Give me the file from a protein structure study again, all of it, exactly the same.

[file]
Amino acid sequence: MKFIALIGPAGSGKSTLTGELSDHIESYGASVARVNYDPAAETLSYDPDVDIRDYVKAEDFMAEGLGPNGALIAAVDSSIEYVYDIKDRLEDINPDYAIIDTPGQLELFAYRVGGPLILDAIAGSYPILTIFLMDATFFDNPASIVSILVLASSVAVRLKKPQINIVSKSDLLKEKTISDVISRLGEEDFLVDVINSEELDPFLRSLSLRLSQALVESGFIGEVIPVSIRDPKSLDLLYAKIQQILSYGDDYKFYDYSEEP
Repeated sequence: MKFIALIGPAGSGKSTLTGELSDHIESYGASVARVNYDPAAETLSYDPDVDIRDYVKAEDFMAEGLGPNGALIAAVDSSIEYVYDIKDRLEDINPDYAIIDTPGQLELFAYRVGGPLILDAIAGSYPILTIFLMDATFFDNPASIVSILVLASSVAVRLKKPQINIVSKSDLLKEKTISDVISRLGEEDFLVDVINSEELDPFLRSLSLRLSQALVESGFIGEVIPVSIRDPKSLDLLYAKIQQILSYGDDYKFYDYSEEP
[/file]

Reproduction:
Amino acid sequence: MKFIALIGPAGSGKSTLTGELSDHIESYGASVARVNYDPAAETLSYDPDVDIRDYVKAEDFMAEGLGPNGALIAAVDSSIEYVYDIKDRLEDINPDYAIIDTPGQLELFAYRVGGPLILDAIAGSYPILTIFLMDATFFDNPASIVSILVLASSVAVRLKKPQINIVSKSDLLKEKTISDVISRLGEEDFLVDVINSEELDPFLRSLSLRLSQALVESGFIGEVIPVSIRDPKSLDLLYAKIQQILSYGDDYKFYDYSEEP
Repeated sequence: MKFIALIGPAGSGKSTLTGELSDHIESYGASVARVNYDPAAETLSYDPDVDIRDYVKAEDFMAEGLGPNGALIAAVDSSIEYVYDIKDRLEDINPDYAIIDTPGQLELFAYRVGGPLILDAIAGSYPILTIFLMDATFFDNPASIVSILVLASSVAVRLKKPQINIVSKSDLLKEKTISDVISRLGEEDFLVDVINSEELDPFLRSLSLRLSQALVESGFIGEVIPVSIRDPKSLDLLYAKIQQILSYGDDYKFYDYSEEP